36. Karamohamed S, Golbe LI, Mark MH et al (2005) Absence of previously reported variants in the SCNA (G88C and G209A), NR4A2 (T291D and T245G) and the DJ-1 (T497C) genes in familial Parkinson’s disease from the GenePD study. Mov Disord 20:1188–1191CrossRefGoogle Scholar
  37. Kitada T, Asakawa S, Hattori N et al (1998) Mutations in the parkin gene cause autosomal recessive juvenile parkinsonism. Nature 392:605–608CrossRefGoogle Scholar
  38. Koutsopoulos OS, Kretz C, Weller CM et al (2013) Dynamin 2 homozygous mutation in humans with a lethal congenital syndrome. Eur J Hum Genet 21:637–642CrossRefGoogle Scholar
  39. Kumar RA, Sudi J, Babatz TD et al (2010) A de novo 1p34.2 microdeletion identifies the synaptic vesicle gene RIMS3 as a novel candidate for autism. J Med Genet 47:81–90CrossRefGoogle Scholar
  40. Lim DS, Kirsch DG, Canman CE et al (1998) ATM binds to beta-adaptin in cytoplasmic vesicles. Proc Natl Acad Sci U S A 95:10146–10151CrossRefGoogle Scholar
  41. Lipstein N, Verhoeven-Duif NM, Michelassi FE et al (2017) Synaptic UNC13A protein variant causes increased neurotransmission and dyskinetic movement disorder. J Clin Invest 127:1005–1018CrossRefGoogle Scholar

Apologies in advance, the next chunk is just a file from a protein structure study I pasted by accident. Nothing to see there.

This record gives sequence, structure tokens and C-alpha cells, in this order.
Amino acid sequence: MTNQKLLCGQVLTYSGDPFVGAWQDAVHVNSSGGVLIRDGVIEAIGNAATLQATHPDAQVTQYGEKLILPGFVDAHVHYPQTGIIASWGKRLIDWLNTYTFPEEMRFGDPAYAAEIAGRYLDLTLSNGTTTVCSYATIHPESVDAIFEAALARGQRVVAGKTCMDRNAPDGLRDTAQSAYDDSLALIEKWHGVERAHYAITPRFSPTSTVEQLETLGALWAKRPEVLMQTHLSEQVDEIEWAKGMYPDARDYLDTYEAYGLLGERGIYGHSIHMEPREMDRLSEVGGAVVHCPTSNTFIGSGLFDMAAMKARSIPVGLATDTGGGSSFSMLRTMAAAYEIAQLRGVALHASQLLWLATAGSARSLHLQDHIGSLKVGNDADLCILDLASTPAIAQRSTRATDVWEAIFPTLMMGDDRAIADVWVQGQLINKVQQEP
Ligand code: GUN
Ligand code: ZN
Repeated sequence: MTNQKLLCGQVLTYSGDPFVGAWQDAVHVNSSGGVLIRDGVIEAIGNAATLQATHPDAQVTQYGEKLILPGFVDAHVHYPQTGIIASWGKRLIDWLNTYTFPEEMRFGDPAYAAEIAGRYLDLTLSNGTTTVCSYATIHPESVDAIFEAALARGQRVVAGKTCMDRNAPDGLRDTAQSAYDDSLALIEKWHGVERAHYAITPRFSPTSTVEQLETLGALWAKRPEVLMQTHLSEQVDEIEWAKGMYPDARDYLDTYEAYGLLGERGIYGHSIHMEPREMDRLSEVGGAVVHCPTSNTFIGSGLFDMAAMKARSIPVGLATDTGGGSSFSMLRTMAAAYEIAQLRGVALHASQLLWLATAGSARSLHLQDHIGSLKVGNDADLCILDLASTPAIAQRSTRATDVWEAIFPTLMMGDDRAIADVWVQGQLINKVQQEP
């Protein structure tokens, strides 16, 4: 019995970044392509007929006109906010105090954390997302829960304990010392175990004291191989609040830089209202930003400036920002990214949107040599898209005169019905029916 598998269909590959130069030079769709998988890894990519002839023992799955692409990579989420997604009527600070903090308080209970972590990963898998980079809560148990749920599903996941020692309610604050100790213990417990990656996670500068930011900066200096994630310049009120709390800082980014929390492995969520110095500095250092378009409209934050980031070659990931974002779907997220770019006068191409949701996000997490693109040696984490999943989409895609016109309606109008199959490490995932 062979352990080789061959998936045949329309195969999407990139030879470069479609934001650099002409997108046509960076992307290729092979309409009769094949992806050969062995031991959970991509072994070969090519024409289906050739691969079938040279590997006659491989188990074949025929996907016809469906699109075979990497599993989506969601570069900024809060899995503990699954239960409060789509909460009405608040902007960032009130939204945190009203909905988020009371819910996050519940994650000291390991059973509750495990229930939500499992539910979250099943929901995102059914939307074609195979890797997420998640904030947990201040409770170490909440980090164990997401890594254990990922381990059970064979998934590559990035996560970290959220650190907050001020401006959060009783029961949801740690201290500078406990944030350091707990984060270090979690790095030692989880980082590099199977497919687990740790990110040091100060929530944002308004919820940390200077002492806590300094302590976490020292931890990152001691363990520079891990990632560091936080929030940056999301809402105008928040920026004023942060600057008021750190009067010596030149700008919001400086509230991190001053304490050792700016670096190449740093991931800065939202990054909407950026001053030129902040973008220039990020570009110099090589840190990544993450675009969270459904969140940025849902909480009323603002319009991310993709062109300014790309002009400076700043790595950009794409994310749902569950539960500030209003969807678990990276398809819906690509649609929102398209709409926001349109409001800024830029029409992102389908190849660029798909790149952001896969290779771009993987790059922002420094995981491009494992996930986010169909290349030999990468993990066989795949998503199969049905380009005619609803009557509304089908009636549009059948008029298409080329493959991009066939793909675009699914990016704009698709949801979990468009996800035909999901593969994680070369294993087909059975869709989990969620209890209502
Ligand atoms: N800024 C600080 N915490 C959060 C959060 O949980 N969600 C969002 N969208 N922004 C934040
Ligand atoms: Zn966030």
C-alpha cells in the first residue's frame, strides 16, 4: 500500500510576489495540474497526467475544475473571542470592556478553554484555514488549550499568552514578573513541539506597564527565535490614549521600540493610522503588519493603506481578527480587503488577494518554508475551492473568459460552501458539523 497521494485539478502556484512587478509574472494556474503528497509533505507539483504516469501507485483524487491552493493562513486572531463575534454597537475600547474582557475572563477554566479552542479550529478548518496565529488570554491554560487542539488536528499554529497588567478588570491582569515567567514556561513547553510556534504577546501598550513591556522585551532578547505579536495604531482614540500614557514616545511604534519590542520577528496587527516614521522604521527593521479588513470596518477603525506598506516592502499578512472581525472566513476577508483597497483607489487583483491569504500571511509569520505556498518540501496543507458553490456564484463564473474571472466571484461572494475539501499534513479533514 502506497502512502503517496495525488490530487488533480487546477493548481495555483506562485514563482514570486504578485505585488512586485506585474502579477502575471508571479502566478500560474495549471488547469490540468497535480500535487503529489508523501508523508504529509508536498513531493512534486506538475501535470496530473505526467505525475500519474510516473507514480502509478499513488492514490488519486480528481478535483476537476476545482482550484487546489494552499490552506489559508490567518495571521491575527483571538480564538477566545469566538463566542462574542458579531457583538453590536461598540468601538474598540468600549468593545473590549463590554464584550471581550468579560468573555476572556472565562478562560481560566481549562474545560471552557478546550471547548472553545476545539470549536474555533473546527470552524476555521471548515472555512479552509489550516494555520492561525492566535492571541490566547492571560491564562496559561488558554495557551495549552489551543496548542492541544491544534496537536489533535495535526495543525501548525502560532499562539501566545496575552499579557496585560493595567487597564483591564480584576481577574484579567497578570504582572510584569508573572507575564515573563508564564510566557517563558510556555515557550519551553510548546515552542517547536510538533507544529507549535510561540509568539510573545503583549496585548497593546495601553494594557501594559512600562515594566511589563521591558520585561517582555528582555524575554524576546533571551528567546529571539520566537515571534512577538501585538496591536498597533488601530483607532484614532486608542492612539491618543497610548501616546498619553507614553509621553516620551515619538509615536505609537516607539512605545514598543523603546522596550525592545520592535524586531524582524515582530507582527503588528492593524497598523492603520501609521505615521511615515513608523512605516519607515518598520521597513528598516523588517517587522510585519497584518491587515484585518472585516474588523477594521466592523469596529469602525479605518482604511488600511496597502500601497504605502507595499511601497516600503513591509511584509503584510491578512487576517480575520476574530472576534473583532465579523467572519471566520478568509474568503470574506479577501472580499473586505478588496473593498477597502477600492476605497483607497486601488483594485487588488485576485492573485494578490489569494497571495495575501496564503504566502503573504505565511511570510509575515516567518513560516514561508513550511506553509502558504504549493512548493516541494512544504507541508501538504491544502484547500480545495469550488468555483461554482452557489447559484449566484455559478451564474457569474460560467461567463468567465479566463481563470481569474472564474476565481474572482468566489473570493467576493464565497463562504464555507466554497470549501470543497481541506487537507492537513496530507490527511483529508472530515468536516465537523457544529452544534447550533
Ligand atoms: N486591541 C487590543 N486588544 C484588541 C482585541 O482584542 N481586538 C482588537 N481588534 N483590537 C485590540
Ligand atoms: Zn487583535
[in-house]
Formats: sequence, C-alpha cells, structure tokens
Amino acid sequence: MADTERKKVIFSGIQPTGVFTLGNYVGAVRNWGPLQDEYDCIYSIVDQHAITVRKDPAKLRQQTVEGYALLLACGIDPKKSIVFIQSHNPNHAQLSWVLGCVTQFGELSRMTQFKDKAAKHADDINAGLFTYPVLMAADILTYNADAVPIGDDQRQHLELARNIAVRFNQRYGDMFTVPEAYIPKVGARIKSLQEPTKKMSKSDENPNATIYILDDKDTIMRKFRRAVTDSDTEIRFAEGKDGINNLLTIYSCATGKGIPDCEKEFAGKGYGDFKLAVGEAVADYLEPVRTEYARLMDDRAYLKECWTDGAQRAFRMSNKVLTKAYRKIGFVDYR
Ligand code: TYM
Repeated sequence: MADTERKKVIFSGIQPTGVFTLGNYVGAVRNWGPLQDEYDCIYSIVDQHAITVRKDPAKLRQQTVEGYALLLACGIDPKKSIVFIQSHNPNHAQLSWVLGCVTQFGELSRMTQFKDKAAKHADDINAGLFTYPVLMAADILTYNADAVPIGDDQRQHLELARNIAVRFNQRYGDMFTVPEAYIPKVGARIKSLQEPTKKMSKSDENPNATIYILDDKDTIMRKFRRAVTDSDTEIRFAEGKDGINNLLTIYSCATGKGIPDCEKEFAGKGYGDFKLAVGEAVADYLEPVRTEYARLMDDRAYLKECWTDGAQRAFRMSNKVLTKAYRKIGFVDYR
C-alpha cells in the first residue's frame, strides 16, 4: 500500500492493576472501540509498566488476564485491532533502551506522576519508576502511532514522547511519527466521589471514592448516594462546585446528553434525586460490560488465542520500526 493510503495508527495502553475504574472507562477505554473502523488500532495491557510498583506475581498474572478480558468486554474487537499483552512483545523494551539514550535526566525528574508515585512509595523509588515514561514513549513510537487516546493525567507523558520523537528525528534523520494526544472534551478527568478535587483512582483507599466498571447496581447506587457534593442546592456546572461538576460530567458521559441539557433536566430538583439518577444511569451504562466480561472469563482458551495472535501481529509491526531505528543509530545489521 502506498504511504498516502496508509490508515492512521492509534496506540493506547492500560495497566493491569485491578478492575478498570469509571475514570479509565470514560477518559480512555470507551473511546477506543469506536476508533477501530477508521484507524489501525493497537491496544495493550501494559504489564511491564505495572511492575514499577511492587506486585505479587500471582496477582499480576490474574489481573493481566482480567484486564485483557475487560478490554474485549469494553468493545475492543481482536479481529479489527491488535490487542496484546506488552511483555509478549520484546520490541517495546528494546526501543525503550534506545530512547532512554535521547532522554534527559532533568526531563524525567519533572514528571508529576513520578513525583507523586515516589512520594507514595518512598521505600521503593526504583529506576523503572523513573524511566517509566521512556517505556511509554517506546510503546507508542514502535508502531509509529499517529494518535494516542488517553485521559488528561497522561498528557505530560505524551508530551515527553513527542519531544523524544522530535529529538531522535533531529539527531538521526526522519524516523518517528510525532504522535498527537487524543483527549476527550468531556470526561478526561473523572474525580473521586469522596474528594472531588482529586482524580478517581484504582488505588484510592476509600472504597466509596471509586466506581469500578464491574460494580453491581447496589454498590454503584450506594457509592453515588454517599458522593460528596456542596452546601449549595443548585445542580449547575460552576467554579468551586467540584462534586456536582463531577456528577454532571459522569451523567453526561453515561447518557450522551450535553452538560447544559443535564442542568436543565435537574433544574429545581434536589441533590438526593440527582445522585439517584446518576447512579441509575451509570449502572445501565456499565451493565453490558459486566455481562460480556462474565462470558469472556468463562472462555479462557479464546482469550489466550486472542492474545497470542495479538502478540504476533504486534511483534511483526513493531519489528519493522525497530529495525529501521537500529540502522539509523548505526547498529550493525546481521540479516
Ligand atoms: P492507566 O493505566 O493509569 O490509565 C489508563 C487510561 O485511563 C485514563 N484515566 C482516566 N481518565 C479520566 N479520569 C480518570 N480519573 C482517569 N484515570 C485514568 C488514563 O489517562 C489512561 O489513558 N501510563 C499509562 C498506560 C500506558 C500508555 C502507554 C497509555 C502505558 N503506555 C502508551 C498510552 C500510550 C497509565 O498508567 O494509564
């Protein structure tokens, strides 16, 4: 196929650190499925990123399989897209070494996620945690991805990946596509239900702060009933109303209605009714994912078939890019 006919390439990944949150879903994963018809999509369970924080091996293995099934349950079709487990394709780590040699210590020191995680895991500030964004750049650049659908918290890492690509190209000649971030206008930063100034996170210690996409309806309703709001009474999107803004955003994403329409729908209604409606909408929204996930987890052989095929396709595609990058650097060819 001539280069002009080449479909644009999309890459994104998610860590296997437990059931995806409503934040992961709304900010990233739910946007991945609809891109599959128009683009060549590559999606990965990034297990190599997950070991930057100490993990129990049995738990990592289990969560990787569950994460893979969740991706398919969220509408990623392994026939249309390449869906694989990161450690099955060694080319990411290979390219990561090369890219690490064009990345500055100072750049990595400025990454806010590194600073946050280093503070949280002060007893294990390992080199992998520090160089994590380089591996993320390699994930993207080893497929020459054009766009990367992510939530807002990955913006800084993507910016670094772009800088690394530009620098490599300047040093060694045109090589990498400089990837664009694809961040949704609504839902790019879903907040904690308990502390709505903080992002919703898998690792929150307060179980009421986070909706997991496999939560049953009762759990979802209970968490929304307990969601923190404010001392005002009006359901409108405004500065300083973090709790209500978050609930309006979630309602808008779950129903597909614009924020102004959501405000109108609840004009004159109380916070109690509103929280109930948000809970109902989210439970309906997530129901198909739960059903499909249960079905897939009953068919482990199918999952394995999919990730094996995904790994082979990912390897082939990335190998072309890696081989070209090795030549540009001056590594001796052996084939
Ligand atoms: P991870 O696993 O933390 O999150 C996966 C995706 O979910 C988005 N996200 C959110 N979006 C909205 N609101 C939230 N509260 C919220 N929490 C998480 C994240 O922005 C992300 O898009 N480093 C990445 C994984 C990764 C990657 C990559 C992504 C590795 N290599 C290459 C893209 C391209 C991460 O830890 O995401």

42. Maritzen T, Haucke V (2017) Coupling of exocytosis and endocytosis at the presynaptic active zone. Neurosci ResGoogle Scholar
  43. Milh M, Falace A, Villeneuve N et al (2013) Novel compound heterozygous mutations in TBC1D24 cause familial malignant migrating partial seizures of infancy. Hum Mutat 34:869–872CrossRefGoogle Scholar
  44. Miyaji T, Echigo N, Hiasa M, Senoh S, Omote H, Moriyama Y (2008) Identification of a vesicular aspartate transporter. Proc Natl Acad Sci U S A 105:11720–11724CrossRefGoogle Scholar
  45. Mochel F (2018) Lipids and synaptic function. J Inherit Metab Dis.  https://doi.org/10.1007/s10545-018-0204-1
  46. Montecchiani C, Pedace L, Lo Giudice T et al (2016) ALS5/SPG11/KIAA1840 mutations cause autosomal recessive axonal Charcot-Marie-Tooth disease. Brain 139:73–85CrossRefGoogle Scholar